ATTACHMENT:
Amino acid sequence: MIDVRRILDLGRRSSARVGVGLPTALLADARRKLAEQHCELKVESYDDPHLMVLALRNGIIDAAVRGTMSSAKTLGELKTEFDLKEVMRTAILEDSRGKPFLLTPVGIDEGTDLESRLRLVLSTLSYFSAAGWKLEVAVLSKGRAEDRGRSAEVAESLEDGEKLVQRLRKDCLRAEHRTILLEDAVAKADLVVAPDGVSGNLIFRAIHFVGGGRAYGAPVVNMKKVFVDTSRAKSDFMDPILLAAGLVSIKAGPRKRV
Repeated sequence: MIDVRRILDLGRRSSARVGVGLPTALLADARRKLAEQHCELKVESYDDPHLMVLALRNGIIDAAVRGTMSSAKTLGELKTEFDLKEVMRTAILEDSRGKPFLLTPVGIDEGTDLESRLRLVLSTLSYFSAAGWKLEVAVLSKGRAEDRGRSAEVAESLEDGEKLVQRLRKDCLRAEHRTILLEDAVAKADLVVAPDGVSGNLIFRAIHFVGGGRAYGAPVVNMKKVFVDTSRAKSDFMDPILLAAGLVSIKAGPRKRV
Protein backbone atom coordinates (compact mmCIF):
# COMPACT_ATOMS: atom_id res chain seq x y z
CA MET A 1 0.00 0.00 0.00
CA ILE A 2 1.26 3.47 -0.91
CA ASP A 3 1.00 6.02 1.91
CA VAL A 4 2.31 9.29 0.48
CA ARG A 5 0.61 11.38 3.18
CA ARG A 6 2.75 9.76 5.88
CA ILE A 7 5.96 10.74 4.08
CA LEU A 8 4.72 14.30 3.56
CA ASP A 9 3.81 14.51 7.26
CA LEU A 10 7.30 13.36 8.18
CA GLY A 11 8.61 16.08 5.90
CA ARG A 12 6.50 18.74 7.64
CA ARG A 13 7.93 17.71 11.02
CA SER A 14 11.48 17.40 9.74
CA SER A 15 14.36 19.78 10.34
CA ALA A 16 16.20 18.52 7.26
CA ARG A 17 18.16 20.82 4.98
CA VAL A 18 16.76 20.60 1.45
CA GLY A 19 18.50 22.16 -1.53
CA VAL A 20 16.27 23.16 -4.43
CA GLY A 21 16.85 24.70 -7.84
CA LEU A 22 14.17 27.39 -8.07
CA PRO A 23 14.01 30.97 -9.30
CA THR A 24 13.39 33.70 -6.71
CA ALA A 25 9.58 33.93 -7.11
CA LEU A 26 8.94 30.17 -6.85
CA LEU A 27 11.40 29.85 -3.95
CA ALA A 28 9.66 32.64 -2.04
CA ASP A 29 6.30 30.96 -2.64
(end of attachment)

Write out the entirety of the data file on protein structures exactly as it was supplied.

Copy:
Amino acid sequence: MIDVRRILDLGRRSSARVGVGLPTALLADARRKLAEQHCELKVESYDDPHLMVLALRNGIIDAAVRGTMSSAKTLGELKTEFDLKEVMRTAILEDSRGKPFLLTPVGIDEGTDLESRLRLVLSTLSYFSAAGWKLEVAVLSKGRAEDRGRSAEVAESLEDGEKLVQRLRKDCLRAEHRTILLEDAVAKADLVVAPDGVSGNLIFRAIHFVGGGRAYGAPVVNMKKVFVDTSRAKSDFMDPILLAAGLVSIKAGPRKRV
Repeated sequence: MIDVRRILDLGRRSSARVGVGLPTALLADARRKLAEQHCELKVESYDDPHLMVLALRNGIIDAAVRGTMSSAKTLGELKTEFDLKEVMRTAILEDSRGKPFLLTPVGIDEGTDLESRLRLVLSTLSYFSAAGWKLEVAVLSKGRAEDRGRSAEVAESLEDGEKLVQRLRKDCLRAEHRTILLEDAVAKADLVVAPDGVSGNLIFRAIHFVGGGRAYGAPVVNMKKVFVDTSRAKSDFMDPILLAAGLVSIKAGPRKRV
Protein backbone atom coordinates (compact mmCIF):
# COMPACT_ATOMS: atom_id res chain seq x y z
CA MET A 1 0.00 0.00 0.00
CA ILE A 2 1.26 3.47 -0.91
CA ASP A 3 1.00 6.02 1.91
CA VAL A 4 2.31 9.29 0.48
CA ARG A 5 0.61 11.38 3.18
CA ARG A 6 2.75 9.76 5.88
CA ILE A 7 5.96 10.74 4.08
CA LEU A 8 4.72 14.30 3.56
CA ASP A 9 3.81 14.51 7.26
CA LEU A 10 7.30 13.36 8.18
CA GLY A 11 8.61 16.08 5.90
CA ARG A 12 6.50 18.74 7.64
CA ARG A 13 7.93 17.71 11.02
CA SER A 14 11.48 17.40 9.74
CA SER A 15 14.36 19.78 10.34
CA ALA A 16 16.20 18.52 7.26
CA ARG A 17 18.16 20.82 4.98
CA VAL A 18 16.76 20.60 1.45
CA GLY A 19 18.50 22.16 -1.53
CA VAL A 20 16.27 23.16 -4.43
CA GLY A 21 16.85 24.70 -7.84
CA LEU A 22 14.17 27.39 -8.07
CA PRO A 23 14.01 30.97 -9.30
CA THR A 24 13.39 33.70 -6.71
CA ALA A 25 9.58 33.93 -7.11
CA LEU A 26 8.94 30.17 -6.85
CA LEU A 27 11.40 29.85 -3.95
CA ALA A 28 9.66 32.64 -2.04
CA ASP A 29 6.30 30.96 -2.64